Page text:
The first Pope to bear two names, John Paul I died 34 days after his election, making his the shortest pontificate since Leo XI’s in the April of 1605. He had succeeded Pope Paul VI, who had reigned for 15 tumultuous years during and after the 2nd Vatican Council, called by Pope John XXIII
Albino Luciani came from a poor family and, having first completed his military service, he was ordained on July 7th, 1935. He studied at Rome’s Gregorian University before a brief period as curate in his childhood parish, after which he was appointed to a deputy position at Belluno seminary in 1937. Years of teaching followed, during which time Luciani became vicar-general to the Bishop at Belluno; he also worked at a doctrinal conference.
Towards the end of 1958 Pope John XXIII appointed Luciani as bishop of Vittorio Veneto, and after a slow start at the Vatican Council of 1962 – 65 he soon became an active voice in doctrinal matters. The largely pastoral and personal nature of Luciani’s office led to local demands for his promotion, and the future Pope became archbishop of Venice in 1969, and a cardinal in 1973; his presence on a range of councils and commissions followed.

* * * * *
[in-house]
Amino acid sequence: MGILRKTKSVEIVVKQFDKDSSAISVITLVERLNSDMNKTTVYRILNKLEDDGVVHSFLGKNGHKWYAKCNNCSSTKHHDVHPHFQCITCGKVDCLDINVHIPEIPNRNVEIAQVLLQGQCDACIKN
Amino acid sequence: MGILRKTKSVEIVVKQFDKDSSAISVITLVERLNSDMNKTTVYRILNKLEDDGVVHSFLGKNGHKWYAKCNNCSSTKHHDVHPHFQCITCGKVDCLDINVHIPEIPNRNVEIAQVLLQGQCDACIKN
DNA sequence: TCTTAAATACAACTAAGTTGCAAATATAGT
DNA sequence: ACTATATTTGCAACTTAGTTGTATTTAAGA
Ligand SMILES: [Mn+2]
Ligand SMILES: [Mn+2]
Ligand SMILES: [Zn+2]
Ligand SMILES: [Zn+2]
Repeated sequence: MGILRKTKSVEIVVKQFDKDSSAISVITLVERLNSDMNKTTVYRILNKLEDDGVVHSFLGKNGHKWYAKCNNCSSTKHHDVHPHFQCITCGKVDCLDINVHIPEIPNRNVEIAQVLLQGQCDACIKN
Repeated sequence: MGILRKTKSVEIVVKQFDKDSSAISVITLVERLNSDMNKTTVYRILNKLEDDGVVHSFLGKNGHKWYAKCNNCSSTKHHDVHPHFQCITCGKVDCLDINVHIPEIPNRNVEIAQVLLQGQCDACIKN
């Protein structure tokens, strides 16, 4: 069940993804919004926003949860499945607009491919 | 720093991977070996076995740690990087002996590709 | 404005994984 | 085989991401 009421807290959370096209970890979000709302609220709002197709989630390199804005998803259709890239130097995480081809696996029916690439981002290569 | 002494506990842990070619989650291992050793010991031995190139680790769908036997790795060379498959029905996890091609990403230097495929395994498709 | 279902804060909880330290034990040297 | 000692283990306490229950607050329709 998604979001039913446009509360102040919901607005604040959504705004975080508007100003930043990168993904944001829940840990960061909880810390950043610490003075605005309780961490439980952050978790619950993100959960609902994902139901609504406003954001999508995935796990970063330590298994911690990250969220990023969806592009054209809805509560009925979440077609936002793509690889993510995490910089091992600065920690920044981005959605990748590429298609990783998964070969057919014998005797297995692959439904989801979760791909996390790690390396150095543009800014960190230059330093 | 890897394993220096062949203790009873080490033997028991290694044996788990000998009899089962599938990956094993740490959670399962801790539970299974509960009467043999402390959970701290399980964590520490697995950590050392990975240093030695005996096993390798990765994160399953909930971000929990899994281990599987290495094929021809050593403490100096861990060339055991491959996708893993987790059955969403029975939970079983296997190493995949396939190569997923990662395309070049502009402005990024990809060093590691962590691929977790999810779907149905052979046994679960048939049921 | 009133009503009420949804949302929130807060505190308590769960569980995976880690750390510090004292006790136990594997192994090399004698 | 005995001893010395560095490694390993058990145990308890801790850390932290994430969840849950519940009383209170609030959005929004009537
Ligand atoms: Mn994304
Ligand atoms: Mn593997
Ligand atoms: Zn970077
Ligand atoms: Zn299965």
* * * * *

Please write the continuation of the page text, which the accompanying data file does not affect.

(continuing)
After Luciani’s election, the mood appears to have been one of widespread optimism and John Paul established himself by taking the names of his two predecessors – John XXIII and Paul VI – to represent a combination of their qualities: one progressive, the other traditional. Eschewing the normally lavish coronation, John Paul quickly captured the media’s support with an unplanned press conference, but this hopeful mood ended with his sudden death, of a heart attack, a few weeks later; there had been no time to implement any policies. He was succeeded by John Paul II.